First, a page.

During Lent, Jesus followers often “fast” in various ways to connect with and honor him, similar to his forty day fast in the desert. Note that “fasting” may not always involve food. It may simply be choosing something (a habit, a block of time) to set aside that frees up space you can spend learning about Jesus, or practicing prayer. The main goal is to choose a way to practice sacrifice and intentionality so we can become closer to Jesus.


By Brooke Hodnefield

{monday 3.22.21}

Read John 18:28-40

Read, Ponder, Pray: You have likely had one of those days…the one in which you are moving through the day as you do, but it’s ill-fitting. Something doesn’t set right. Life is complicated, with both its beauty and pain. You may have one foot on this earthly place, but your eyes drift to a longing for worries to fade, heartache to disappear, to be unified, rested and at peace, for…heaven. In Jesus’s response to Pilate’s question, Jesus said, “My kingdom is not of this world.” (vs 36). We are reminded by Phillipians 3:20-21 – ‘But our citizenship is in heaven, and from it we await a Savior, the Lord Jesus Christ, who will transform our lowly body to be like his glorious body, by the power that enables him even to subject all things to himself.’ The tension is to be expected, we are not meant for an eternal life on earth, but in heaven. If you stumble upon one of those days, be reminded that we are but passing through, and God will give you the strength you need this day, your daily bread.

{tuesday 3.23.21}

Read John 19:1-16

Observe, Reflect, Apply: Pilate could not have been more of a waffler. He was a people-pleaser, looking for the crowds to make the decision surrounding Jesus’s guilt. Despite TWICE stating, ‘I find no basis for a charge against him,’ he still allowed the fear of dissastifying the crowds to determine his action. And even though Pilate clearly acknowledged that Jesus was free of guilt, ultimately his words meant nothing. His actions were what communicated power, and that is what is remembered. As we consider the weight of our words, we must also back that which we say, with how we act and what we do. As you consider your spaces and places of influence, are there areas of your life in which your words and your actions are mis-aligned?

{wednesday 3.24.21}

Read John 19:17-27

Observe, Reflect, Apply: Today is an unsettled day for my soul. There is a grieving in my soul that I can’t quite put my finger on, a lament of some sort of for days gone by, relationships (even in my own home) that I’ve not cared for as I should, and the pull to make the right decision at each turn – even the smallest of ones. I read this passage and feel a smallness, a stillness and a hush. Jesus carried His own cross and slowly made his way to the place in which he would breathe His last. If the God of our universe did this for you, and did this for me, how much more so can he handle our pain, our confusion, our regrets and our sadness. I rest in that truth today, and pray you will do the same.

{thursday 3.25.21}

Read John 19:28-37

Observe, Reflect, Apply: ‘These things happened so that the scripture would be fulfilled…’ There are roughly 40 times in the Bible where a statement such as this tags a scripture with a fulfillment to come later in scripture – a prediction of what is to come. I’ve seen this happen for myself, as well as others, when something hijacks your path – could be a welcome shift, or not, but our journey shifts off course, and we are left to wonder why. We can cling to Romans 8:28, “And we know that in all things God works for the good of those who love him, who have been called according to his purpose.” And just as the Bible is peppered with instances of ‘hope deferred,’ we can know that our God is a good God, and we can trust that we can place our hope in Him as the redeemer of ALL things.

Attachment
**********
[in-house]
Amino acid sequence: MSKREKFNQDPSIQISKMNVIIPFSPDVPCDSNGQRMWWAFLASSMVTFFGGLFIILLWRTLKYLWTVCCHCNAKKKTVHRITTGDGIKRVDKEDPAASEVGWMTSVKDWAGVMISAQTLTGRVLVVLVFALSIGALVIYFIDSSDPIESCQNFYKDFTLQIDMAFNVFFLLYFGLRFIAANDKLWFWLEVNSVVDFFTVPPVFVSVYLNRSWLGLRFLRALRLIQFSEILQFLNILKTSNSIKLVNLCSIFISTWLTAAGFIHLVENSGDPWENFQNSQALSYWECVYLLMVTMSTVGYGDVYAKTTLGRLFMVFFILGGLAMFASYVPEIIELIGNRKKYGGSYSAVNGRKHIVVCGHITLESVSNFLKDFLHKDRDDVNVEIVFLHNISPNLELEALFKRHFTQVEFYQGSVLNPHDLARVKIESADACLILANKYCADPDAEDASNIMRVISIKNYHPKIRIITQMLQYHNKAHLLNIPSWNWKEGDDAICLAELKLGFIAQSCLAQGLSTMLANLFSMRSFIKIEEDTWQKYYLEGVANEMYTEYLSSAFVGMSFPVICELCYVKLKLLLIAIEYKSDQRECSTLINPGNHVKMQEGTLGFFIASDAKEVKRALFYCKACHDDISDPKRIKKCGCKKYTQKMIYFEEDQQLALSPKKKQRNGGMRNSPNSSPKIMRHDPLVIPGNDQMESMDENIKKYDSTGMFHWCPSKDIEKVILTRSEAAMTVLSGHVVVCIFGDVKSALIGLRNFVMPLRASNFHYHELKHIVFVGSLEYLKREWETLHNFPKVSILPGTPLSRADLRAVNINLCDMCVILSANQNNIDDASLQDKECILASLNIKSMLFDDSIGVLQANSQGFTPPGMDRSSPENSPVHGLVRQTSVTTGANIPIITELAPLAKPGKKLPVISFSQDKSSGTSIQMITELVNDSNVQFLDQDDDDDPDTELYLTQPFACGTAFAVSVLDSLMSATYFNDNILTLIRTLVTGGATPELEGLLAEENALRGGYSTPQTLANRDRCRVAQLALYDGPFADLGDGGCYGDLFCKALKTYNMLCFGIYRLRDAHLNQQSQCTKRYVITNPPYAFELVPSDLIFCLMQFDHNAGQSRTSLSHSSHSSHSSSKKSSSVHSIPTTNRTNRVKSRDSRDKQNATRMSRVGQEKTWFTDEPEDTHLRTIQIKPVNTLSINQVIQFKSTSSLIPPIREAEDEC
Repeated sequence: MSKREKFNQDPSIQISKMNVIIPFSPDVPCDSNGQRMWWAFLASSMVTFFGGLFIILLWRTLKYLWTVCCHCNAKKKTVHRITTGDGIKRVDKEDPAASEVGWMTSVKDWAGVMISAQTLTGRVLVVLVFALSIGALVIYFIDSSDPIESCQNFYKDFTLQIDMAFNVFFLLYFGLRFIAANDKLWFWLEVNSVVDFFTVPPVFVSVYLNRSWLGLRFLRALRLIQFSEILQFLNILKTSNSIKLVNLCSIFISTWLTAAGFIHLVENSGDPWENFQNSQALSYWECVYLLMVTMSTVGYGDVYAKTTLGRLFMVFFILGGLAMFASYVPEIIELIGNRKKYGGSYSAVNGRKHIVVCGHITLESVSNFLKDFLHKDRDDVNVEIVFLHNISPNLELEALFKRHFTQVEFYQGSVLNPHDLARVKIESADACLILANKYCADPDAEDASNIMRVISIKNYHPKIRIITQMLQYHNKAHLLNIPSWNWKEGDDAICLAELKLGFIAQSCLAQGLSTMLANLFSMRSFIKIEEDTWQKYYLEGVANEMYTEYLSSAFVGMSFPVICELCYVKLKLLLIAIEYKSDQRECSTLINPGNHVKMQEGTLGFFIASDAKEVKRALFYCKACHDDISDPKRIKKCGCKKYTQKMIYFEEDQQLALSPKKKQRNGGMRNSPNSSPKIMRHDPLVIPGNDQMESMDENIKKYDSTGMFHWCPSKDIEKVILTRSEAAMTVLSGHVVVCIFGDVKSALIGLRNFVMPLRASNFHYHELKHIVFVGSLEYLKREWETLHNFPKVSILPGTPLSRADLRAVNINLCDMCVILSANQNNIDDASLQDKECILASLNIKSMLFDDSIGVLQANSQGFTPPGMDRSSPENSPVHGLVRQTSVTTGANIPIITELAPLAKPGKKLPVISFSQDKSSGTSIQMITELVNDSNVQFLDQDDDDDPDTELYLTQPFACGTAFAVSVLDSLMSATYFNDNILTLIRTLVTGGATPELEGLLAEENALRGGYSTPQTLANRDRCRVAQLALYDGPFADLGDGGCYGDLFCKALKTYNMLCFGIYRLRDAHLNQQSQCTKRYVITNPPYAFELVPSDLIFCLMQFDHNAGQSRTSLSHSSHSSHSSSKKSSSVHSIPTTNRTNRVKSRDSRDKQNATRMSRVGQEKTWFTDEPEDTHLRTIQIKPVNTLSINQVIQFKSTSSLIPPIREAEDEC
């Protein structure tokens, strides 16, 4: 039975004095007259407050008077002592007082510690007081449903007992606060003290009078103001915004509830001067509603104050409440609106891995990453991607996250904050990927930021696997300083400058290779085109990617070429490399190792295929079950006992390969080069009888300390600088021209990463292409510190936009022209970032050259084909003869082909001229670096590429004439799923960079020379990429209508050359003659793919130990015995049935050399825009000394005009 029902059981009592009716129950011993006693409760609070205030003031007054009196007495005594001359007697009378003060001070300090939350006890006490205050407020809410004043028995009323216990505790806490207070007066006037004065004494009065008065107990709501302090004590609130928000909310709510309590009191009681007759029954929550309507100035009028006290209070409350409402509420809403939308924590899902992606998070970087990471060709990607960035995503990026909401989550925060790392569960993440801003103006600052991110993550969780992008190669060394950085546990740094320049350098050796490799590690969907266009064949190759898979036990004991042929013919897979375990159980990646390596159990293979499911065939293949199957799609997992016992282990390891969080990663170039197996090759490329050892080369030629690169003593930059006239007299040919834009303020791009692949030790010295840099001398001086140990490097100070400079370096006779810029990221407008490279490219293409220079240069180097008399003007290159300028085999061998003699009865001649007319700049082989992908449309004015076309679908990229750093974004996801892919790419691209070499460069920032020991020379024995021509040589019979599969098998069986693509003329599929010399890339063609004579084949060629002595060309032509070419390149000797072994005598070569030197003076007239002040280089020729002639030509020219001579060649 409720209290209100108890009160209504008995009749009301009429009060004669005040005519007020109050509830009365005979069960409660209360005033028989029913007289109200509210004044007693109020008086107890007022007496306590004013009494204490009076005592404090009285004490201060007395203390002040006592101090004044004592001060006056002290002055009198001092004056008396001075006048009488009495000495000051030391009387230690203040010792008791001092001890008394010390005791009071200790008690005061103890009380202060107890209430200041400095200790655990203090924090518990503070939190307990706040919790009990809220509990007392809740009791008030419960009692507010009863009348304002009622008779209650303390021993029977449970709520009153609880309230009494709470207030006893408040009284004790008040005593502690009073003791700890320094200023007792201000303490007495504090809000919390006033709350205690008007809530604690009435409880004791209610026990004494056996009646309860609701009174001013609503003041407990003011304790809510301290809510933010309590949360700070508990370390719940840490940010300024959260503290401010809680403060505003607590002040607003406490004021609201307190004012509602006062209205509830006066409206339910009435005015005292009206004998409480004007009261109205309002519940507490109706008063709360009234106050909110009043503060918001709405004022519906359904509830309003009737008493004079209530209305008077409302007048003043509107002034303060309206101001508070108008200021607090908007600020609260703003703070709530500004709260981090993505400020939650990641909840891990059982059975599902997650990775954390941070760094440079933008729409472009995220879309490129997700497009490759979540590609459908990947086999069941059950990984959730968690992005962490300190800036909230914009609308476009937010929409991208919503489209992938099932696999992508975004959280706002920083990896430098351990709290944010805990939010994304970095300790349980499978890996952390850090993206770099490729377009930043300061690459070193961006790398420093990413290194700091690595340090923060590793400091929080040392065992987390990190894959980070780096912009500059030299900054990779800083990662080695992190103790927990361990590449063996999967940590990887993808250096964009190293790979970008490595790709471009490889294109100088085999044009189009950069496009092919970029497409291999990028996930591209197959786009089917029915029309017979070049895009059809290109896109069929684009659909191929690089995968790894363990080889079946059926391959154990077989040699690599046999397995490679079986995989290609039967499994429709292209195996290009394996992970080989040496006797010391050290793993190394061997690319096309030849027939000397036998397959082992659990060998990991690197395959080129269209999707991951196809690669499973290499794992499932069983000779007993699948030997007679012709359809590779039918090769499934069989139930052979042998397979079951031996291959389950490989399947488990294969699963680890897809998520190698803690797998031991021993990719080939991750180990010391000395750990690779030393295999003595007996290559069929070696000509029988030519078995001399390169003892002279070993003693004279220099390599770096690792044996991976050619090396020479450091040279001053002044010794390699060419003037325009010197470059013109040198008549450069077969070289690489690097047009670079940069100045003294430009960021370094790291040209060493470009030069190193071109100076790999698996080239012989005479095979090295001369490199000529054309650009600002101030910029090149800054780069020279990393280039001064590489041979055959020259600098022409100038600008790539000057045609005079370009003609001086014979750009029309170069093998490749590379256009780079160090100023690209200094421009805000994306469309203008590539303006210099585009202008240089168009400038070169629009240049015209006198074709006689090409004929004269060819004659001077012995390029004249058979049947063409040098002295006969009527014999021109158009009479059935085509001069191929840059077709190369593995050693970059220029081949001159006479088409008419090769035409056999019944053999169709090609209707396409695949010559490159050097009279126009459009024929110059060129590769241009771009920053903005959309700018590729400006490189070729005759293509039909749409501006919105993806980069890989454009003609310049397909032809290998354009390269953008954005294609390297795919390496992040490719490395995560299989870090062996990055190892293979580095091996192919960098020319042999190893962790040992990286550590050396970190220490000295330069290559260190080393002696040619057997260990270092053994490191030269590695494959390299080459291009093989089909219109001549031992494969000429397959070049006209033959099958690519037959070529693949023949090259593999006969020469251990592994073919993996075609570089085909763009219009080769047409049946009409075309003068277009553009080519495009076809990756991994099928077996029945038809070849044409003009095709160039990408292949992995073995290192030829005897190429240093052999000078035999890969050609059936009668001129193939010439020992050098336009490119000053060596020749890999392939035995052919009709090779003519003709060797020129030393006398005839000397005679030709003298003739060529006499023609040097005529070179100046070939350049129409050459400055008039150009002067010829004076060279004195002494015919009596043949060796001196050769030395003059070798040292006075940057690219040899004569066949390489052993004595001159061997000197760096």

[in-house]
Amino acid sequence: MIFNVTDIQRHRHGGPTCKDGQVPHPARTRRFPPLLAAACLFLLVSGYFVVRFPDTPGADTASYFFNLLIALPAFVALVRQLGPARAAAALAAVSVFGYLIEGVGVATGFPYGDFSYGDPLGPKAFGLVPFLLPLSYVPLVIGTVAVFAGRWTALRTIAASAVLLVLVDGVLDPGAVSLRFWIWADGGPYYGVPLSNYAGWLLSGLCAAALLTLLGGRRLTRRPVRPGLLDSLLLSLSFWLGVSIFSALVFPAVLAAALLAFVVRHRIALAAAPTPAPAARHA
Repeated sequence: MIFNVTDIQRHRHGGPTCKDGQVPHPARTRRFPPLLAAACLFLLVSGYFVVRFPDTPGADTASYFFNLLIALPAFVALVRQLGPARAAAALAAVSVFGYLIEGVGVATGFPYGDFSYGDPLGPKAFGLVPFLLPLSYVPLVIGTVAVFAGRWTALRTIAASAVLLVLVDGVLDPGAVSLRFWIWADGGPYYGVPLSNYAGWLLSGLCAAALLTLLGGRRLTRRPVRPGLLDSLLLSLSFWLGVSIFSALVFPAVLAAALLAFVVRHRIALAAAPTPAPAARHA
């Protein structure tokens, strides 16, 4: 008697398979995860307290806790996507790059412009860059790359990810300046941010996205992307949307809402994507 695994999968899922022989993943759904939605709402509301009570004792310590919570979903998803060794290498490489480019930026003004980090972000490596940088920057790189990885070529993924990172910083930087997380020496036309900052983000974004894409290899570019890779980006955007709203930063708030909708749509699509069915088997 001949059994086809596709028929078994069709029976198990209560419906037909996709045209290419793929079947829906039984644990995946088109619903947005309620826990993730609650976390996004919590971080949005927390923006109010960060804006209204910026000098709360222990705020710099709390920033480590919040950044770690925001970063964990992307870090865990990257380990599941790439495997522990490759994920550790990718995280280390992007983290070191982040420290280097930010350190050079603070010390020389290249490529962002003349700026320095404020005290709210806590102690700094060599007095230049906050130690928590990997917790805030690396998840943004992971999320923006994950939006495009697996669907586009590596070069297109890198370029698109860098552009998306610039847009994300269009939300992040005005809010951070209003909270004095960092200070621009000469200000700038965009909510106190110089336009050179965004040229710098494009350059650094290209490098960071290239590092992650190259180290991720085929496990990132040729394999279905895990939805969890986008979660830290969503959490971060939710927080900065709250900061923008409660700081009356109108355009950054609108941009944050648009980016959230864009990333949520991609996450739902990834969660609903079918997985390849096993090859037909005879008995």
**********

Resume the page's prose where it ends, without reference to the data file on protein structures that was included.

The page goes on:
{friday 3.26.21}

Read John 19:38-42

Observe, Reflect, Apply: What a contradiction of death, the grave, a garden, and soon to be new life. This brings to mind a song by Elevation Worship, Graves into Gardens, and specifically a point where the lyrics cut deeply into my heart…

‘Cause the God of the mountain

Is the God of the valley

There’s not a place

Your mercy and grace

Won’t find me again

We can be in a place of darkness and death, much like a graveyard. God will meet us there. We can be in a place of lightness and life, much like a garden. God will meet us there. Regardless how many times you find yourself returning to Him, in whatever state you find yourself, He will meet you each and every time. 

{extra journey resources}

CLICK HERE to visit The Bible Project site and explore their super simple, super informative Bible videos (and other resources).

CLICK HERE to get the Read Scripture App, from our friends at The Bible Project.

CLICK HERE for more on how to use the observe-reflect-apply approach to getting the most out of your Bible reading.

The Bible App Get the free YouVersion Bible for your phone, tablet, or computer. Experience the Bible anywhere, with options to highlight, save notes, and share what you are reading with others.

The Bible App For Kids YouVersion partnered with OneHope to develop the Bible App for Kids, designing it specifically to engage children with Bible stories on an age-appropriate level. The Bible App for Kids is a free app for Android, Apple, and Kindle devices, available in over 60 languages.

Bible Gateway Provides advanced Bible searching capabilities, which allow readers to find passages in scripture based on keywords, phrases, or scripture reference.


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© 2021 Heartland Community Church

12175 S Strang Line Road, Olathe, KS 66062